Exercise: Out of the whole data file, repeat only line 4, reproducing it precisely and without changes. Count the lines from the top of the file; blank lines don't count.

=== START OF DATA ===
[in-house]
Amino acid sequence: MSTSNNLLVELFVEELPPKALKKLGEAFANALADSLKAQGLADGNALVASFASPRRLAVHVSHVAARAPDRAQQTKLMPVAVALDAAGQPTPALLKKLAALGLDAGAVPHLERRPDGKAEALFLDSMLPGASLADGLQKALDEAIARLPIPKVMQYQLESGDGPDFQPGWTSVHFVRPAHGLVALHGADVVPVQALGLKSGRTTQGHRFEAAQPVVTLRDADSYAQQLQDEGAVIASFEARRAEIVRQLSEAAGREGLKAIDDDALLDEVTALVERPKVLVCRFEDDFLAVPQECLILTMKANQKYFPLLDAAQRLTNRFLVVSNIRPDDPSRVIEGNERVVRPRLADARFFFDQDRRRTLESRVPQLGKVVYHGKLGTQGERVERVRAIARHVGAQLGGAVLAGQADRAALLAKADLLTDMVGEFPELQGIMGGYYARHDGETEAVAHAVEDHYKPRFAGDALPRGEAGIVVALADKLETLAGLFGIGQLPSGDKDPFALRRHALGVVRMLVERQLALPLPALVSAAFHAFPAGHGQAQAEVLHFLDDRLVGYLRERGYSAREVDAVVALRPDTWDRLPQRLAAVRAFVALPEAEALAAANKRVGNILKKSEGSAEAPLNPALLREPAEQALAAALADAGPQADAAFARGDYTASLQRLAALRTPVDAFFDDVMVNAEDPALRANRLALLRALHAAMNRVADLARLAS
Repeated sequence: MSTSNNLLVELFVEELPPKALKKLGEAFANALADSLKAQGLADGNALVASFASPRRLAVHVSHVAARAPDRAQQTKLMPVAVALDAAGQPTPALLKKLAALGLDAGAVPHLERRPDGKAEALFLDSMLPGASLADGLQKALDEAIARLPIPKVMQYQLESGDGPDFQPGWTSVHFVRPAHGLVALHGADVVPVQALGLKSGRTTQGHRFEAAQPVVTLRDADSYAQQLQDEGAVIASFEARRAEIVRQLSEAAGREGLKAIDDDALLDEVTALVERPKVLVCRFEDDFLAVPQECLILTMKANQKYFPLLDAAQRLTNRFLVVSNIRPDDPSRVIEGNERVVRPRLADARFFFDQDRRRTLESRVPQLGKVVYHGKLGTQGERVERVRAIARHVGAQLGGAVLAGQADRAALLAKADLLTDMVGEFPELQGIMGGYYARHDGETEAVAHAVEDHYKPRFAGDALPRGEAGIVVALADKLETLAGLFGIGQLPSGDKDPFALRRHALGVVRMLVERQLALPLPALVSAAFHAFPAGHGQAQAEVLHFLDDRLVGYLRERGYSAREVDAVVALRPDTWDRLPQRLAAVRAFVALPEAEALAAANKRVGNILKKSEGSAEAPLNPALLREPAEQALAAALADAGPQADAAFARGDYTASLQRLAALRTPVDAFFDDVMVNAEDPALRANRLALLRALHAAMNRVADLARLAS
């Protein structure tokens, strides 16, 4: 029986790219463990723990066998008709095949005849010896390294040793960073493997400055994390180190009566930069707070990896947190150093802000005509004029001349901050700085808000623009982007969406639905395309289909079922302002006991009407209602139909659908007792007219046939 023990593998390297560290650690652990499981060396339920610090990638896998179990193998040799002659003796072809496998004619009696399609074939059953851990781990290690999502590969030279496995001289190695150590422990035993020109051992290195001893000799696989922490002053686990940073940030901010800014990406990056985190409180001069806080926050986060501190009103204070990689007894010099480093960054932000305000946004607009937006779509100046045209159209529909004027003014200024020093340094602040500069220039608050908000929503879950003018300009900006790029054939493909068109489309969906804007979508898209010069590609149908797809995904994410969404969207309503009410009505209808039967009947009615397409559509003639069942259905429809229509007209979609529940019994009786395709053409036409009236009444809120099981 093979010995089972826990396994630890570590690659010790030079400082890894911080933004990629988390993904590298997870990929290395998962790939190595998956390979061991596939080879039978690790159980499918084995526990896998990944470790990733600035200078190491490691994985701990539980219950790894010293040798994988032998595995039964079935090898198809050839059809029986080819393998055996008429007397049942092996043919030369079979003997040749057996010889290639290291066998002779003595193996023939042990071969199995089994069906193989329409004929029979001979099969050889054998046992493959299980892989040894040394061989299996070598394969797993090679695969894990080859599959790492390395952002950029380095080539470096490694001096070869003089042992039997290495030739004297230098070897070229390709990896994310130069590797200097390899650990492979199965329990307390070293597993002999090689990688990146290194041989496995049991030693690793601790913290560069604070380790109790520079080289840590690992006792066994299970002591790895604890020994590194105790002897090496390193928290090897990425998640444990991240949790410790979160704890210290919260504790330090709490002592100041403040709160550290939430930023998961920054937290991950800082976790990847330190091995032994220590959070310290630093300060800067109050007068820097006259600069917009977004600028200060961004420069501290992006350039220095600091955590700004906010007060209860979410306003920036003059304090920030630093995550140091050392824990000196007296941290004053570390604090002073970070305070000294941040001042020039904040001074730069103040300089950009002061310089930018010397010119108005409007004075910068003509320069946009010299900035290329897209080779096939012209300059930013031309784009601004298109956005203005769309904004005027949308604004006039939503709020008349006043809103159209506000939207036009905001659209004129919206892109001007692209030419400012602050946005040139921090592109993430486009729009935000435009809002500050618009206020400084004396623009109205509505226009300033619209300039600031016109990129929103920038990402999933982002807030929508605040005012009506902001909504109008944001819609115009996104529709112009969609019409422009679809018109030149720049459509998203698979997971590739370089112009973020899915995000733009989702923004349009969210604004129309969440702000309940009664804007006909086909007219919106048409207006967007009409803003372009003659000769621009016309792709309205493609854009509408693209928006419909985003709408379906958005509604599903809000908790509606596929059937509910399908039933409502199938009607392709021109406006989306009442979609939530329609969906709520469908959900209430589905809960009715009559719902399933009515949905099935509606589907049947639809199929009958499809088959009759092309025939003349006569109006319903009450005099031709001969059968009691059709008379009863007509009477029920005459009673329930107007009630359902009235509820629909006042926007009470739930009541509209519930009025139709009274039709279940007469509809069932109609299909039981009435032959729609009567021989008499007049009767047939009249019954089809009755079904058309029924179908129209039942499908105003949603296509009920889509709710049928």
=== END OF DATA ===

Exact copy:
């Protein structure tokens, strides 16, 4: 029986790219463990723990066998008709095949005849010896390294040793960073493997400055994390180190009566930069707070990896947190150093802000005509004029001349901050700085808000623009982007969406639905395309289909079922302002006991009407209602139909659908007792007219046939 023990593998390297560290650690652990499981060396339920610090990638896998179990193998040799002659003796072809496998004619009696399609074939059953851990781990290690999502590969030279496995001289190695150590422990035993020109051992290195001893000799696989922490002053686990940073940030901010800014990406990056985190409180001069806080926050986060501190009103204070990689007894010099480093960054932000305000946004607009937006779509100046045209159209529909004027003014200024020093340094602040500069220039608050908000929503879950003018300009900006790029054939493909068109489309969906804007979508898209010069590609149908797809995904994410969404969207309503009410009505209808039967009947009615397409559509003639069942259905429809229509007209979609529940019994009786395709053409036409009236009444809120099981 093979010995089972826990396994630890570590690659010790030079400082890894911080933004990629988390993904590298997870990929290395998962790939190595998956390979061991596939080879039978690790159980499918084995526990896998990944470790990733600035200078190491490691994985701990539980219950790894010293040798994988032998595995039964079935090898198809050839059809029986080819393998055996008429007397049942092996043919030369079979003997040749057996010889290639290291066998002779003595193996023939042990071969199995089994069906193989329409004929029979001979099969050889054998046992493959299980892989040894040394061989299996070598394969797993090679695969894990080859599959790492390395952002950029380095080539470096490694001096070869003089042992039997290495030739004297230098070897070229390709990896994310130069590797200097390899650990492979199965329990307390070293597993002999090689990688990146290194041989496995049991030693690793601790913290560069604070380790109790520079080289840590690992006792066994299970002591790895604890020994590194105790002897090496390193928290090897990425998640444990991240949790410790979160704890210290919260504790330090709490002592100041403040709160550290939430930023998961920054937290991950800082976790990847330190091995032994220590959070310290630093300060800067109050007068820097006259600069917009977004600028200060961004420069501290992006350039220095600091955590700004906010007060209860979410306003920036003059304090920030630093995550140091050392824990000196007296941290004053570390604090002073970070305070000294941040001042020039904040001074730069103040300089950009002061310089930018010397010119108005409007004075910068003509320069946009010299900035290329897209080779096939012209300059930013031309784009601004298109956005203005769309904004005027949308604004006039939503709020008349006043809103159209506000939207036009905001659209004129919206892109001007692209030419400012602050946005040139921090592109993430486009729009935000435009809002500050618009206020400084004396623009109205509505226009300033619209300039600031016109990129929103920038990402999933982002807030929508605040005012009506902001909504109008944001819609115009996104529709112009969609019409422009679809018109030149720049459509998203698979997971590739370089112009973020899915995000733009989702923004349009969210604004129309969440702000309940009664804007006909086909007219919106048409207006967007009409803003372009003659000769621009016309792709309205493609854009509408693209928006419909985003709408379906958005509604599903809000908790509606596929059937509910399908039933409502199938009607392709021109406006989306009442979609939530329609969906709520469908959900209430589905809960009715009559719902399933009515949905099935509606589907049947639809199929009958499809088959009759092309025939003349006569109006319903009450005099031709001969059968009691059709008379009863007509009477029920005459009673329930107007009630359902009235509820629909006042926007009470739930009541509209519930009025139709009274039709279940007469509809069932109609299909039981009435032959729609009567021989008499007049009767047939009249019954089809009755079904058309029924179908129209039942499908105003949603296509009920889509709710049928």